The last time I looked at the data on quits and hires (see here) the outlook for the Great Resignation wave was to fade off in several months. Nevertheless, the most recent Bureau of Labor Statistics (BLS) report with preliminary figures for August 2021 shows that resignations continue their march.
Key Factors behind the Great Resignation
So what can explain the most recent dynamics of the labor market?
In a more recent piece on the topic I go with a very simple model for predicting quits on the US market (available here). The basic idea is that in order to quit an employee needs another job to be available. Moreover, the more the pool of these available new jobs, the more the chances are that a person chooses to switch workplaces.
So the major reasons for the Great Resignation phenomenon are most likely these:
- during the 2020 height of the COVID-19 pandemic lockdowns companies were actively laying out workers (remember those headlines about the record unemployment figures?) so the job openings were abnormally low;
- as the available jobs pool shrank, fewer job openings naturally led to an unusually low amount of quits;
- some additional factors like huge uncertainty about the future of the economy, uneven pandemic developments, lesser mobility, etc., also played an important role in tilting the level of quits down;
- after all the factors listed above stabilized or returned back to normal (well, as far as we can apply the word nowadays), job openings grew significantly in a way to compensate for the previous scarcity;
- subsequently quits also picked up to a higher than usual level – thus creating what is called the Great Resignation.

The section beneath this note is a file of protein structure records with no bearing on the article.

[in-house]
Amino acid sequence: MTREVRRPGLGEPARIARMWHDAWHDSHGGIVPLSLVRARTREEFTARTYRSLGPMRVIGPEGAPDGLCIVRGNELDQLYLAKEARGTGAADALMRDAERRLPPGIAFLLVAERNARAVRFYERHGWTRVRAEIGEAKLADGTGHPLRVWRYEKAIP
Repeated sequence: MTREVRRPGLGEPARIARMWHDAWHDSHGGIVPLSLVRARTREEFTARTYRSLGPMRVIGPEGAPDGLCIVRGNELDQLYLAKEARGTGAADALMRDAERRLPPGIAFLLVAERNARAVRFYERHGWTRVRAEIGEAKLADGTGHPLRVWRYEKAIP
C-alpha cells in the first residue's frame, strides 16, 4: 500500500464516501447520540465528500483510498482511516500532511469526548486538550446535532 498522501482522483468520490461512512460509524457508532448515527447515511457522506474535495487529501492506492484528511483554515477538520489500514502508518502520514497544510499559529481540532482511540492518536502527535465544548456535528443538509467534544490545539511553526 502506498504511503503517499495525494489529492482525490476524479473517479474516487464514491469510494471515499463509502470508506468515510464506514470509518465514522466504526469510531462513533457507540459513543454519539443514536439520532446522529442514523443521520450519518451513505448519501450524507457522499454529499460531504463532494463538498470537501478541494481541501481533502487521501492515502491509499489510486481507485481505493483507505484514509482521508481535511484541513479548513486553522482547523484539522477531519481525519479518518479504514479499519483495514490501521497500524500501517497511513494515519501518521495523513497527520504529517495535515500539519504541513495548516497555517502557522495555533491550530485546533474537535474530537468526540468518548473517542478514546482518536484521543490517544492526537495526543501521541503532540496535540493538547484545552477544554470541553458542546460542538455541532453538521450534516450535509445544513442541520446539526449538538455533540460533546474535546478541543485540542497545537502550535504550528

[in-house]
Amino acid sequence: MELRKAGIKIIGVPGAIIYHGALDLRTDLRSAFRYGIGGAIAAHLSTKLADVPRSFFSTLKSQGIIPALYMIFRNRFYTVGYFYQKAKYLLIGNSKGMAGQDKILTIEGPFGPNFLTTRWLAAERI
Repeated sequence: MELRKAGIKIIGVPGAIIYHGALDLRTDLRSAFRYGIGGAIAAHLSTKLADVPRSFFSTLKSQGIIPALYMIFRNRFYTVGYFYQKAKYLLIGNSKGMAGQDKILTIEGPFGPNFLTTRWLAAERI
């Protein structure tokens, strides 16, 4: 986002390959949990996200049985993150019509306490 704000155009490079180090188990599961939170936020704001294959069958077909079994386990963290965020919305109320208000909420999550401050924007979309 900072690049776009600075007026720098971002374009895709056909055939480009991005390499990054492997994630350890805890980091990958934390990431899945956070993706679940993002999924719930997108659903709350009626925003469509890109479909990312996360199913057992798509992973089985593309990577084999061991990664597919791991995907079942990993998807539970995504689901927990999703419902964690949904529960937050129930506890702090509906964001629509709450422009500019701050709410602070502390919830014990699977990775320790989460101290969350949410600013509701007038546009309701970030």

The Most Recent Resignations Data
The first chart below shows the time series for job openings and quits in the US economy as a percentage of the total employment. It is evident that my summer forecast based on the April 2021 data available at the time did not realize. So what differences were there, and what can they be explained by?
- Job openings continued to pick up for a much longer period than expected. The forecast main scenario was for the job openings to start to return back to their usual average of about 4.5% by September. However, job opportunities continued to grow until recently, only reversing the uninterrupted growth pattern in August. Several reasons most probably led to this outcome:
- a better than expected growth of the economy;
- less uncertainty about the pandemic future developments;
- the prospect for further federal spending support coming from the Biden administration.
- At the same time, the quits series behaved less straightforwardly. It could have been expected that resignations would continue to rise in line with the job openings data. However, there was a quite noticeable fall in resignations in May. After that, the line was moving more as expected following the job openings growth. The main reasons for this can be:
- the major part of the new job openings was filled by the unemployed;
- employers could be using some countermeasures to retain the employees they want on the job;
- for some workers, the uncertainty level still remained too high for setting sails for a new adventure.
The Forecast Update
In conclusion, as the chart shows, the updated outlook’s main scenario still expects the Great Resignation wave to be not that great and to subside relatively soon. Mirroring the previous forecast, the job openings increase, which is compensating for the drop in 2020, is expected to finally calm down. Consequently, the recent quits pick-up will also most likely go down until eventually stabilizing at the natural level of about 2% of current employment.